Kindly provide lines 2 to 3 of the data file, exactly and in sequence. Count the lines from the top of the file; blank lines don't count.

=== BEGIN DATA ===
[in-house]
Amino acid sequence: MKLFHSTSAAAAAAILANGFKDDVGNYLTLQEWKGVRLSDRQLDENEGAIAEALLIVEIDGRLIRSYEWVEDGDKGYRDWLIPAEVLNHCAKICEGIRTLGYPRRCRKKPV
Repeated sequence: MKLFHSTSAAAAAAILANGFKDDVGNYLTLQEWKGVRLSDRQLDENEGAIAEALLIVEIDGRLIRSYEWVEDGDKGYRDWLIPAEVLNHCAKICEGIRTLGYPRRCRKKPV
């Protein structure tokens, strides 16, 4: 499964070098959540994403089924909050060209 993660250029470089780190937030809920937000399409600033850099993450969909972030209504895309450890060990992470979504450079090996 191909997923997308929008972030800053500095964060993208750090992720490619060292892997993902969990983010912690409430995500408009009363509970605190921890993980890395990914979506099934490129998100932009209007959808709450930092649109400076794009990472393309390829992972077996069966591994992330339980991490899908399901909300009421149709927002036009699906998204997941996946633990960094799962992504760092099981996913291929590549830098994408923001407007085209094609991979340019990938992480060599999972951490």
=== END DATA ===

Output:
Amino acid sequence: MKLFHSTSAAAAAAILANGFKDDVGNYLTLQEWKGVRLSDRQLDENEGAIAEALLIVEIDGRLIRSYEWVEDGDKGYRDWLIPAEVLNHCAKICEGIRTLGYPRRCRKKPV
Repeated sequence: MKLFHSTSAAAAAAILANGFKDDVGNYLTLQEWKGVRLSDRQLDENEGAIAEALLIVEIDGRLIRSYEWVEDGDKGYRDWLIPAEVLNHCAKICEGIRTLGYPRRCRKKPV